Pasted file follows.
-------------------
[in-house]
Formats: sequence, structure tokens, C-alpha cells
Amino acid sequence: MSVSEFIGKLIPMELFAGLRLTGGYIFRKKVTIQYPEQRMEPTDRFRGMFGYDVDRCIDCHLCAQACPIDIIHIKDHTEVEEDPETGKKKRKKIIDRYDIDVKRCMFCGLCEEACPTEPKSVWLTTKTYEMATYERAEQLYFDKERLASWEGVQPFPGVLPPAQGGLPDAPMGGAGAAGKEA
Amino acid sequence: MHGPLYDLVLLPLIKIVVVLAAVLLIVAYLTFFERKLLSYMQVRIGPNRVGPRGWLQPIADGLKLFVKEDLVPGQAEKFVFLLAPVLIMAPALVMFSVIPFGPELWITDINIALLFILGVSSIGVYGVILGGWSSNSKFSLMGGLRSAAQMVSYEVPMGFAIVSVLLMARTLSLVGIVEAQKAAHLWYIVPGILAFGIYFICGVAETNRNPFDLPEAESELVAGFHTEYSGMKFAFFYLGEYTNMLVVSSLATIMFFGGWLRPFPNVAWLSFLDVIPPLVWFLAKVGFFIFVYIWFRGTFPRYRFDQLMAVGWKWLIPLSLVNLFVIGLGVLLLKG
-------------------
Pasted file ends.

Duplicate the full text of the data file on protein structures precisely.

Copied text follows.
[in-house]
Formats: sequence, structure tokens, C-alpha cells
Amino acid sequence: MSVSEFIGKLIPMELFAGLRLTGGYIFRKKVTIQYPEQRMEPTDRFRGMFGYDVDRCIDCHLCAQACPIDIIHIKDHTEVEEDPETGKKKRKKIIDRYDIDVKRCMFCGLCEEACPTEPKSVWLTTKTYEMATYERAEQLYFDKERLASWEGVQPFPGVLPPAQGGLPDAPMGGAGAAGKEA
Amino acid sequence: MHGPLYDLVLLPLIKIVVVLAAVLLIVAYLTFFERKLLSYMQVRIGPNRVGPRGWLQPIADGLKLFVKEDLVPGQAEKFVFLLAPVLIMAPALVMFSVIPFGPELWITDINIALLFILGVSSIGVYGVILGGWSSNSKFSLMGGLRSAAQMVSYEVPMGFAIVSVLLMARTLSLVGIVEAQKAAHLWYIVPGILAFGIYFICGVAETNRNPFDLPEAESELVAGFHTEYSGMKFAFFYLGEYTNMLVVSSLATIMFFGGWLRPFPNVAWLSFLDVIPPLVWFLAKVGFFIFVYIWFRGTFPRYRFDQLMAVGWKWLIPLSLVNLFVIGLGVLLLKG